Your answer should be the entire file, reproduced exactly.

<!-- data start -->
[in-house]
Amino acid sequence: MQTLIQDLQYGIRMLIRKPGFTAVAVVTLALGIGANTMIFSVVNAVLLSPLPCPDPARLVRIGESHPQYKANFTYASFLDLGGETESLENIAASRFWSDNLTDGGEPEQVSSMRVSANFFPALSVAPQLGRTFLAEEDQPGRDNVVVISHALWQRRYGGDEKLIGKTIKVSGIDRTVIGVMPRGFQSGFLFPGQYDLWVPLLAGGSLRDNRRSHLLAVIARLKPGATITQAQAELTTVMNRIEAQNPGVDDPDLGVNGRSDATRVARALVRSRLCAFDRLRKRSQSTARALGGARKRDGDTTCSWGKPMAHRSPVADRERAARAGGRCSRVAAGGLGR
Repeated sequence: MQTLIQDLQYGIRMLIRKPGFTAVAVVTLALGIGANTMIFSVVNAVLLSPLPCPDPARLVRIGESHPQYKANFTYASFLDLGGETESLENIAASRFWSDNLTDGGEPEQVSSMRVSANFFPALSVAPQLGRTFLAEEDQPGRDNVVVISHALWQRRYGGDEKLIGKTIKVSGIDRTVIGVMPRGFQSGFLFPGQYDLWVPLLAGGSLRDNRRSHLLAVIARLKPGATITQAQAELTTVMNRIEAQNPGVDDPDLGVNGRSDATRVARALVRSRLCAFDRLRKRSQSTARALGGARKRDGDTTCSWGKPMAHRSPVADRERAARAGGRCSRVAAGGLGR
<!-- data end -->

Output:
[in-house]
Amino acid sequence: MQTLIQDLQYGIRMLIRKPGFTAVAVVTLALGIGANTMIFSVVNAVLLSPLPCPDPARLVRIGESHPQYKANFTYASFLDLGGETESLENIAASRFWSDNLTDGGEPEQVSSMRVSANFFPALSVAPQLGRTFLAEEDQPGRDNVVVISHALWQRRYGGDEKLIGKTIKVSGIDRTVIGVMPRGFQSGFLFPGQYDLWVPLLAGGSLRDNRRSHLLAVIARLKPGATITQAQAELTTVMNRIEAQNPGVDDPDLGVNGRSDATRVARALVRSRLCAFDRLRKRSQSTARALGGARKRDGDTTCSWGKPMAHRSPVADRERAARAGGRCSRVAAGGLGR
Repeated sequence: MQTLIQDLQYGIRMLIRKPGFTAVAVVTLALGIGANTMIFSVVNAVLLSPLPCPDPARLVRIGESHPQYKANFTYASFLDLGGETESLENIAASRFWSDNLTDGGEPEQVSSMRVSANFFPALSVAPQLGRTFLAEEDQPGRDNVVVISHALWQRRYGGDEKLIGKTIKVSGIDRTVIGVMPRGFQSGFLFPGQYDLWVPLLAGGSLRDNRRSHLLAVIARLKPGATITQAQAELTTVMNRIEAQNPGVDDPDLGVNGRSDATRVARALVRSRLCAFDRLRKRSQSTARALGGARKRDGDTTCSWGKPMAHRSPVADRERAARAGGRCSRVAAGGLGR